Overall:
I'd recommend this game for a nice 60-90 minute game during game night with the friends. May be a little much for the family, as there are a lot of rules and options, but lighter than, let's say, Puerto Rico. I enjoyed playing and I plan on introducing this game to my game group.
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Jason Mackay
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The large 2x3 buildings can be oriented either way. For one, as you said, it doesn't have an arrow pointing to North. This would be a major oversight if it was supposed to have one... Second, is the fact that each orientation has it's advantages and disadvantages, which can have a major impact on the game. This ofcourse increases the "fun factor" of the game.

Good review, although I take exception to your assesment that Elasund has some "serious screwage factor" in it. Settlers has screwage, placing a Road or Settlement early in the game can kill someones chances before the game has even started. That's what I call getting screwed! Elasund on the other hand simply has far more dynamic positional play. Nothing is ever safe! That's not screwage, that's competition!
 
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Matthew M
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comport9 wrote:
The large 2x3 buildings can be oriented either way.


This is not true. They need to be oriented the same as every other building - with the roof pointing north: http://www.boardgamegeek.com/article/668804#668804

-MMM
 
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Ryan W
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comport9 wrote:
The large 2x3 buildings can be oriented either way.


I am still waiting for an official ruling from Mayfair/Kosmos, but the consensus seems to be that the 2x3 buildings *must* be oriented with the roof to the north.

comport9 wrote:
Settlers has screwage, placing a Road or Settlement early in the game can kill someones chances before the game has even started. That's what I call getting screwed! Elasund on the other hand simply has far more dynamic positional play. Nothing is ever safe! That's not screwage, that's competition!


The difference I see is that although you can limit someone's game in SoC, you can only steal longest road and largest army. In Elasund, the only victory points that are safe are walls and church. There is a much higher potential to hurt your opponents.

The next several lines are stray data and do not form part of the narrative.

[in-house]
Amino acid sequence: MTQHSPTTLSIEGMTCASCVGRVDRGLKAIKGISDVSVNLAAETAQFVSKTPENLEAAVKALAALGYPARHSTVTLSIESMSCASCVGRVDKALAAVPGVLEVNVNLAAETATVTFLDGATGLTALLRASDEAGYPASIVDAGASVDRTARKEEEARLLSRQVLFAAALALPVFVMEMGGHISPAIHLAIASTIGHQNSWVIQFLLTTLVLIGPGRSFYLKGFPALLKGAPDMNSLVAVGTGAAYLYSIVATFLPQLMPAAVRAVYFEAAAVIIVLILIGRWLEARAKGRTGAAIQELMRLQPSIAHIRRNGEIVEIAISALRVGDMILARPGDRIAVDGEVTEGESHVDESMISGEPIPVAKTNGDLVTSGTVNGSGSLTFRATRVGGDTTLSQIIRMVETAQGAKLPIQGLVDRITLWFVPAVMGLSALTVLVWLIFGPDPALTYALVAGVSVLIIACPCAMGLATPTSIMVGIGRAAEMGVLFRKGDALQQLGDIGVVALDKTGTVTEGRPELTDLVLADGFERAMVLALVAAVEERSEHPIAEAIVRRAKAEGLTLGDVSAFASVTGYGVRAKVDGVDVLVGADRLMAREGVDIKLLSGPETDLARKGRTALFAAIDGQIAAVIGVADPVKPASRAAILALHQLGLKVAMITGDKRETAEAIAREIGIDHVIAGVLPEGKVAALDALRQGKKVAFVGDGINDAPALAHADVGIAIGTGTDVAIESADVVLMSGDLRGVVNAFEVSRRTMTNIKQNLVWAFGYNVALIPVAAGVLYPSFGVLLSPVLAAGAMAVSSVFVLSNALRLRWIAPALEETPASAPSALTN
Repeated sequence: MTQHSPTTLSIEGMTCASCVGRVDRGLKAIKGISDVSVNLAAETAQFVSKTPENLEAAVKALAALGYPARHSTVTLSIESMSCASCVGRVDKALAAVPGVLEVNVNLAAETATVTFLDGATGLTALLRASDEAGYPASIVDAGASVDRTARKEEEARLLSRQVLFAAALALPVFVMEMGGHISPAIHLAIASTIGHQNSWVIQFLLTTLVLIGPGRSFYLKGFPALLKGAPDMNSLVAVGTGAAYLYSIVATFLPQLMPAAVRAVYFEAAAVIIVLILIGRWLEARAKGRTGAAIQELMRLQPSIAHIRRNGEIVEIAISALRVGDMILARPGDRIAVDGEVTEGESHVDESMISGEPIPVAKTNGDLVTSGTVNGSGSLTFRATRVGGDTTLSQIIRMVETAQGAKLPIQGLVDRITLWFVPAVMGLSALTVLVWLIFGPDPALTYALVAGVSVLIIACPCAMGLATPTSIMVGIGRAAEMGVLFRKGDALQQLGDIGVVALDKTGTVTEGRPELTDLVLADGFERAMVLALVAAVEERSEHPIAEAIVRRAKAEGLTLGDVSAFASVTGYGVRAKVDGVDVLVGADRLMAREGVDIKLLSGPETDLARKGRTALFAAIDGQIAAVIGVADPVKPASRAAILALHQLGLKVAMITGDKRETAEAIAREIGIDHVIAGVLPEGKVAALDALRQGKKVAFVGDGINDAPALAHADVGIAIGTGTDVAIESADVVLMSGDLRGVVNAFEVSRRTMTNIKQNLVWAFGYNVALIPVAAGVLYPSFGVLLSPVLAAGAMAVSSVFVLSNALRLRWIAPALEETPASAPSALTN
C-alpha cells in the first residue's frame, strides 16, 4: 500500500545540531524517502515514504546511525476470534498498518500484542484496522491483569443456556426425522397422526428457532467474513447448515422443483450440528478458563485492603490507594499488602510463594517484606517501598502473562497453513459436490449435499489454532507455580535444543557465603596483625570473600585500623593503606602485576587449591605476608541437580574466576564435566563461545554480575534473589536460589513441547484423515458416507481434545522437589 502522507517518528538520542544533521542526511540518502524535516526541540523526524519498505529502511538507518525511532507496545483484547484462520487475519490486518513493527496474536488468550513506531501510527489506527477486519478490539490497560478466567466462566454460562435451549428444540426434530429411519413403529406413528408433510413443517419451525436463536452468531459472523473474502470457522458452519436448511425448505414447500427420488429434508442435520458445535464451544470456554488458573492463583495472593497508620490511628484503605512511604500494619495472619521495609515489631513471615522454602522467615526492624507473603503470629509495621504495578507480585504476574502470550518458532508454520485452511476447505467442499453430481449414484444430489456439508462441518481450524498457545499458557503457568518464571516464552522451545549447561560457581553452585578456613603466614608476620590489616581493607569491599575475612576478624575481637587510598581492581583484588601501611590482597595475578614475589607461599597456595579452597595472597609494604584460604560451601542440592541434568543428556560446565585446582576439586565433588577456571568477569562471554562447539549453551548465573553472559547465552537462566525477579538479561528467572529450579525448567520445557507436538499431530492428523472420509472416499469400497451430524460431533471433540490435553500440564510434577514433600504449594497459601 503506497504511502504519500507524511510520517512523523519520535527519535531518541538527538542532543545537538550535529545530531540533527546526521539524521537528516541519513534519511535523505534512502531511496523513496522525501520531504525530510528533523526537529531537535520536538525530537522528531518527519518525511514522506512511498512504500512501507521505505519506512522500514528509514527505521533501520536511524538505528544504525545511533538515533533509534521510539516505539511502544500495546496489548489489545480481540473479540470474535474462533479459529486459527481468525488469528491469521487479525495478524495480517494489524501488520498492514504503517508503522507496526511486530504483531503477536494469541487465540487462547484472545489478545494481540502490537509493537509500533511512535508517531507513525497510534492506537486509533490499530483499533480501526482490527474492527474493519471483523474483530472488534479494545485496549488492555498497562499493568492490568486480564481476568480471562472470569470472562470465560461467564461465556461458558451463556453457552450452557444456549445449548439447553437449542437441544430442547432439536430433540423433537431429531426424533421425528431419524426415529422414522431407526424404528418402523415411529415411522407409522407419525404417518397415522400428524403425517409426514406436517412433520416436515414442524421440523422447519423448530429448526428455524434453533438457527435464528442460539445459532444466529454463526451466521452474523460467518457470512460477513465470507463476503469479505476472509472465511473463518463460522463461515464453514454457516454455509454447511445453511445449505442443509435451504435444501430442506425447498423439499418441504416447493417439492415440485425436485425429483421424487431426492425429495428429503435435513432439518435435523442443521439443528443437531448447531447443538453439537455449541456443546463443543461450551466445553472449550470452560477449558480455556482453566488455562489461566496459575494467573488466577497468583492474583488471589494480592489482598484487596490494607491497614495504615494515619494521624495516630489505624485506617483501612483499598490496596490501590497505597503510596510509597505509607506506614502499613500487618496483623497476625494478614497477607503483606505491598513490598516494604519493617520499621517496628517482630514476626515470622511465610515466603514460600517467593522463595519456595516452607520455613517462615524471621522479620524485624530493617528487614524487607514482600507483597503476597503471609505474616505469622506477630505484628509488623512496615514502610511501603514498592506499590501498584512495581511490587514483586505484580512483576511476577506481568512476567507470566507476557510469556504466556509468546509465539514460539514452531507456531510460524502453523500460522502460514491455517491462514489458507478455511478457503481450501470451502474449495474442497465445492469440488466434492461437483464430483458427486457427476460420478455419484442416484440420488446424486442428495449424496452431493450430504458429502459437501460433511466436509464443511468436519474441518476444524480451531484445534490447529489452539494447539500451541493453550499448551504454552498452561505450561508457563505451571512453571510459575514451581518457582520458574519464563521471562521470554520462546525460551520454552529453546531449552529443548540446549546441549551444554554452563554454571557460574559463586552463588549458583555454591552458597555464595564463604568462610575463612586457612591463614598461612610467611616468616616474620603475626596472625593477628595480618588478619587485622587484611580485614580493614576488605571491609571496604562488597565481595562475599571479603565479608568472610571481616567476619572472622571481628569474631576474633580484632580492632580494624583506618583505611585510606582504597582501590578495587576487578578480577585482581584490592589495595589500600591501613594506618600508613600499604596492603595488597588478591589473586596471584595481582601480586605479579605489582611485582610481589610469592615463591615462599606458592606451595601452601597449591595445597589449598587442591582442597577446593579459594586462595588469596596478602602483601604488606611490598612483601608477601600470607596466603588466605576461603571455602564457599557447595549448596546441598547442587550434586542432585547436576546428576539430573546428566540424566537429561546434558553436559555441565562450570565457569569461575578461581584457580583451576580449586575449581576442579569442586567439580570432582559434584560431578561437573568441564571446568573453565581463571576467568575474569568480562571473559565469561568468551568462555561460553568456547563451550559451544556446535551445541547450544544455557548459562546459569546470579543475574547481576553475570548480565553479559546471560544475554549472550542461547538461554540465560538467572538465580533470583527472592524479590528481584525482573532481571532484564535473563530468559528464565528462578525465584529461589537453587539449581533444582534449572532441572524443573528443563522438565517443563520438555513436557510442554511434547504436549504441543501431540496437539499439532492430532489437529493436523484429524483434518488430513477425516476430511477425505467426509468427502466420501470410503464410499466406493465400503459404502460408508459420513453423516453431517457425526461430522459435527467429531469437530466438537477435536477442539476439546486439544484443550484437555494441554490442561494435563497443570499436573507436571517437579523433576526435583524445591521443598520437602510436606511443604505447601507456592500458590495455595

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Jason Mackay
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Octavian wrote:
This is not true. They need to be oriented the same as every other building - with the roof pointing north: http://www.boardgamegeek.com/article/668804#668804

-MMM


One guy says that it was discussed on another website and you take it as Gospel? I'll need a little more convincing as it doesn't logically make sense that they would A) Make such a major printing mistake or B) Not refer to this in the rules AT ALL despite it having a major impact on the game.

BTW, regardless of any "official" announcement into this matter, I'll always play with the rule that you can position them either way. This simply opens up more choices and tactics. It's otherwise far too easy to plan against them, and protect them.
 
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Ryan W
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comport9 wrote:
B) Not refer to this in the rules AT ALL despite it having a major impact on the game.


This is *exactly* why I think it is a printing mistake. If all of the buildings require a specific orientation except ONE, don't you think they would want to point that out in the rules?

comport9 wrote:
BTW, regardless of any "official" announcement into this matter, I'll always play with the rule that you can position them either way. This simply opens up more choices and tactics. It's otherwise far too easy to plan against them, and protect them.


If you really want 3x2 buildings as well as 2x3 buildings, just download and play the official expansion:
http://www.klausteuber.de/de/index.php?page=elasund_gebaeude...

Please note that all of the expansion buildings, including the 3x2 buildings, have arrows on them.
 
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Matthew M
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As maxac says, all signs point to it being a printing mistake. I don't think it's as huge as you are making it out to be, however, as most people have been able to intuit the correct rules. I'd be surprised if there weren't a rule singling out the large buildings as being able to be built in any orientation if that were the case.

The restriction is intentional. You say it opens up decision making. I would see it as giving too much freedom where it isn't intended. Having more options does not always make the game better. The game would not be improved, for example, if there were an additional rule allowing for two different colored influence cards to be traded in for 1 gold. It would offer more choices, but that is not in improvement by itself.

But if you are happy playing your variant I don't think anyone here is going to stop you

-MMM